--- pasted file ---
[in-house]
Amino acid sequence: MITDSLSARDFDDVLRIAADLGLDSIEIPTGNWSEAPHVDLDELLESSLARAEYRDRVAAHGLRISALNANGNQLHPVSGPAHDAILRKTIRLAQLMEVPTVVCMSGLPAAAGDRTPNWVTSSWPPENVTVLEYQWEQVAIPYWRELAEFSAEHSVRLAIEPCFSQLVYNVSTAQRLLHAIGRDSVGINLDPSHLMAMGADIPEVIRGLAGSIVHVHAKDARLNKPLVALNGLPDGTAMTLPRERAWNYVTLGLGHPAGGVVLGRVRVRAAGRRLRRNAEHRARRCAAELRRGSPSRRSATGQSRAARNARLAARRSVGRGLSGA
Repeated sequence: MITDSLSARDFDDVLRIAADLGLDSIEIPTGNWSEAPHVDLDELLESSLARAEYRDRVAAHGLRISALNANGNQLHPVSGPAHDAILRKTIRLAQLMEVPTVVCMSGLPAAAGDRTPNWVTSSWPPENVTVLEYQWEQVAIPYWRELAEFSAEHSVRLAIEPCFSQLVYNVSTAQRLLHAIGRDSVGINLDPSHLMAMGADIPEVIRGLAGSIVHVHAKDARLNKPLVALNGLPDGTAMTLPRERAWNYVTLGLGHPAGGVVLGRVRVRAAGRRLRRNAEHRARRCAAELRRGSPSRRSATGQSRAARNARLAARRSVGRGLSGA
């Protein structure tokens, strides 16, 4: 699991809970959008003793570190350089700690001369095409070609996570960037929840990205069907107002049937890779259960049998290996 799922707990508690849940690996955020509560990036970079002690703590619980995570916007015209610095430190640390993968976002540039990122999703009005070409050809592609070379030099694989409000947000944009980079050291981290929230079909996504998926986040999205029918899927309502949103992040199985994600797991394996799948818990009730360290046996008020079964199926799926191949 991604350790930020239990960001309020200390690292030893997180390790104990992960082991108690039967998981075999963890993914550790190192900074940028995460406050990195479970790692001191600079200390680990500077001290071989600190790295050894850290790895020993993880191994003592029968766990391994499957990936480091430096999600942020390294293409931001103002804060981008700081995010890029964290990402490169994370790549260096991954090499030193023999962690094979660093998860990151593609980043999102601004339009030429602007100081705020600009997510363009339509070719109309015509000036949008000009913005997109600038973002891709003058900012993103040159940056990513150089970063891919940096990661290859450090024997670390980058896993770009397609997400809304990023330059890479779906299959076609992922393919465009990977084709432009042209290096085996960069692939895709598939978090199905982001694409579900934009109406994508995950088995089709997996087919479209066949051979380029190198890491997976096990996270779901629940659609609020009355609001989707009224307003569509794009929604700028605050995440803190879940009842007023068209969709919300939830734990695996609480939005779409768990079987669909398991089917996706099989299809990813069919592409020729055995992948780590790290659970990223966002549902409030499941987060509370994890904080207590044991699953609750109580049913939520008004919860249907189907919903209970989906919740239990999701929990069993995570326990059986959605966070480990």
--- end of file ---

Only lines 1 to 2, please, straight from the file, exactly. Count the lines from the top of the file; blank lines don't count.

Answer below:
[in-house]
Amino acid sequence: MITDSLSARDFDDVLRIAADLGLDSIEIPTGNWSEAPHVDLDELLESSLARAEYRDRVAAHGLRISALNANGNQLHPVSGPAHDAILRKTIRLAQLMEVPTVVCMSGLPAAAGDRTPNWVTSSWPPENVTVLEYQWEQVAIPYWRELAEFSAEHSVRLAIEPCFSQLVYNVSTAQRLLHAIGRDSVGINLDPSHLMAMGADIPEVIRGLAGSIVHVHAKDARLNKPLVALNGLPDGTAMTLPRERAWNYVTLGLGHPAGGVVLGRVRVRAAGRRLRRNAEHRARRCAAELRRGSPSRRSATGQSRAARNARLAARRSVGRGLSGA